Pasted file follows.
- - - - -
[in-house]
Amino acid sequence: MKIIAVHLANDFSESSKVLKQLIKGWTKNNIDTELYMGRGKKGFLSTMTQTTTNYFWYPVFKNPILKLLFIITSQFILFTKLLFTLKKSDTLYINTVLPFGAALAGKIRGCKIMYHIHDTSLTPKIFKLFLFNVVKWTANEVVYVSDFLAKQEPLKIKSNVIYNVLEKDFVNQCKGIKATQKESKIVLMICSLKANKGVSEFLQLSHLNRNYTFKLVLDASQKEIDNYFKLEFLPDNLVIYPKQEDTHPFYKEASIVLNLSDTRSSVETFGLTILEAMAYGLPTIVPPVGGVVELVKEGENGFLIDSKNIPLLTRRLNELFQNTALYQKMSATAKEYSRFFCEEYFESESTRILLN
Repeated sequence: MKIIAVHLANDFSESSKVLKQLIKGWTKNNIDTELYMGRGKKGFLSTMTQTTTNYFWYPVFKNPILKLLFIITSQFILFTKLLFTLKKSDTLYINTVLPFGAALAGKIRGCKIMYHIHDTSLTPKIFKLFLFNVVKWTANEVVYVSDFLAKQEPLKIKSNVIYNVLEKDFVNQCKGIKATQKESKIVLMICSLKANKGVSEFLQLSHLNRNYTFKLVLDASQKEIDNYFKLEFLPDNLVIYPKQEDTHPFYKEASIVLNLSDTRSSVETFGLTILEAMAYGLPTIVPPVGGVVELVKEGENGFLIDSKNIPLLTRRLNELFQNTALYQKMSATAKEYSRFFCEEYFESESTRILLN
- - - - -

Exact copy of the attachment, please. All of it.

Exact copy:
[in-house]
Amino acid sequence: MKIIAVHLANDFSESSKVLKQLIKGWTKNNIDTELYMGRGKKGFLSTMTQTTTNYFWYPVFKNPILKLLFIITSQFILFTKLLFTLKKSDTLYINTVLPFGAALAGKIRGCKIMYHIHDTSLTPKIFKLFLFNVVKWTANEVVYVSDFLAKQEPLKIKSNVIYNVLEKDFVNQCKGIKATQKESKIVLMICSLKANKGVSEFLQLSHLNRNYTFKLVLDASQKEIDNYFKLEFLPDNLVIYPKQEDTHPFYKEASIVLNLSDTRSSVETFGLTILEAMAYGLPTIVPPVGGVVELVKEGENGFLIDSKNIPLLTRRLNELFQNTALYQKMSATAKEYSRFFCEEYFESESTRILLN
Repeated sequence: MKIIAVHLANDFSESSKVLKQLIKGWTKNNIDTELYMGRGKKGFLSTMTQTTTNYFWYPVFKNPILKLLFIITSQFILFTKLLFTLKKSDTLYINTVLPFGAALAGKIRGCKIMYHIHDTSLTPKIFKLFLFNVVKWTANEVVYVSDFLAKQEPLKIKSNVIYNVLEKDFVNQCKGIKATQKESKIVLMICSLKANKGVSEFLQLSHLNRNYTFKLVLDASQKEIDNYFKLEFLPDNLVIYPKQEDTHPFYKEASIVLNLSDTRSSVETFGLTILEAMAYGLPTIVPPVGGVVELVKEGENGFLIDSKNIPLLTRRLNELFQNTALYQKMSATAKEYSRFFCEEYFESESTRILLN